The weather wasn’t excellent throughout the four days I was here. Cloudy and rainy weather alternated with clear and sunny skies. Still, to me, Porto took on a magical look under the heavy cloud-laden skies, the very type of weather that would cause London to look gloomy and dreary. A city has to be very captivating to be able to look good in the rain, and Porto pulls off that look perfectly.

On the second day, I went to the beach. It isn’t the best beach I’ve seen, but still a great beach nonetheless. Locals were out having a good time on the boardwalk (its still too cold to swim or tan), drinking an espresso to the sound of the waves, and older people were engaged in a game of poker on plastic tables and chairs brought out and placed on the boardwalk.

Porto is a well-maintained city. The municipal facilities aren’t lacking, and are sometimes quite well thought-of. Benches at the plazas (okay, one thing Spain does better is that it has many more plazas and benches around), nice boardwalk at the beach that hugged the coast, modern tourist information centres, an excellent bus service, relatively clean streets for European standards, and the gem of it all, the most advanced and best metro system I’ve ever seen.

Porto’s metro, which I used to get around when walking would be too far, is new, clean, modern, fast and efficient. I didn’t expect to find such a good system in a city as small as Porto (less than a million people in the city proper, 1.5 million in the metropolitan area). The trains ran on the ground, like trams, for the most part, only disappearing underground into tunnels in the city area. Its hard to describe just how high-tech and modern it is, and I enjoyed riding it a lot. Its affordable as well, at just 0.95 euros for one hour of trips. So technically you could take it, stop and sightsee for a while, and then ride it again, using the same credit hour. This is a system that relies heavily on honesty – there are no ticket barriers in place and nothing to stop one from entering the train without paying, just the occasional conductor conducting random checks. How it works is that one is supposed to validate one’s card on readers placed around the station.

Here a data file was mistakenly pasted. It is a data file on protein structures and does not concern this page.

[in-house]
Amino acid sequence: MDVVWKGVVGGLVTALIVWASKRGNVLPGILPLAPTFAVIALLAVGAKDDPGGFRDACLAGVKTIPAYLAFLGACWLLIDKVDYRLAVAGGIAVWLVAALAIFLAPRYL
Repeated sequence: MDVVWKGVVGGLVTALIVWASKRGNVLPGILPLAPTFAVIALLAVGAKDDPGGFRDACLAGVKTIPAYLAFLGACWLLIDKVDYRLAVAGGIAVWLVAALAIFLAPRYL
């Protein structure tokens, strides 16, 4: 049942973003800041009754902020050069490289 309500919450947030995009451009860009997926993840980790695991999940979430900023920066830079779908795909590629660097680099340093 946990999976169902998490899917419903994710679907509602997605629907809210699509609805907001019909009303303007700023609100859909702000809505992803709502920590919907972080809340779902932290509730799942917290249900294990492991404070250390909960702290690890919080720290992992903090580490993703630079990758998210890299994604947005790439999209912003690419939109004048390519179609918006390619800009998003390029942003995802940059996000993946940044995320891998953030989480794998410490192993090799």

The Brazilians took me to a Brazilian dinner gathering on Thursday night at their friends’ house and it was fantastic. They made some creamy fish-and-potato dish, served with rice and salad, which I enjoyed a lot. Though I was lost in translation most of the time, the atmosphere was convivial and joyful, and everyone was having a great time. The Brazilians were very bonded, and it reminded me of Singaporean students banding together when studying overseas. Its inevitable, I guess, though one should definitely be as open-minded as possible and make friends from all over the world.

I probably learnt more about Brazil these few days than Portugal, as a result of staying with the Brazilians. They told me so much about Brazil, and made me really want to go there. Apparently, Brazil is terribly diverse – the people there came from all parts of the world, and there is no “typical” Brazilian. Really, the more I travel, the more I think Singaporeans can’t really call Singapore diverse. London and New York were way more cosmopolitan and international in its mix of peoples, and now that I’ve heard about Brazil, I am even more amazed. People came to Brazil from all parts of the world, Europe, the Middle East, Asia… and after decades of intermarriage and assimilation they have a proud unique national identity to call their own. All the Brazilians I’ve met have such interesting heritage – for example, Lucas is part-Italian, part-Portuguese and part-African.

There is a source of noticeable pride amongst the Brazilian students that Brazil is emerging as one of the great economies of the 21st century, and that they are going to host the Olympic Games soon. Portugal, their former colonial master, is noticeably dwarfed, being so much smaller. They told me that they don’t get any news about Portugal in Brazil, but everyday, there is some news about Brazil in the Portugese media. Brazilian music is rather popular in Portugal as well, them sharing the same language and all.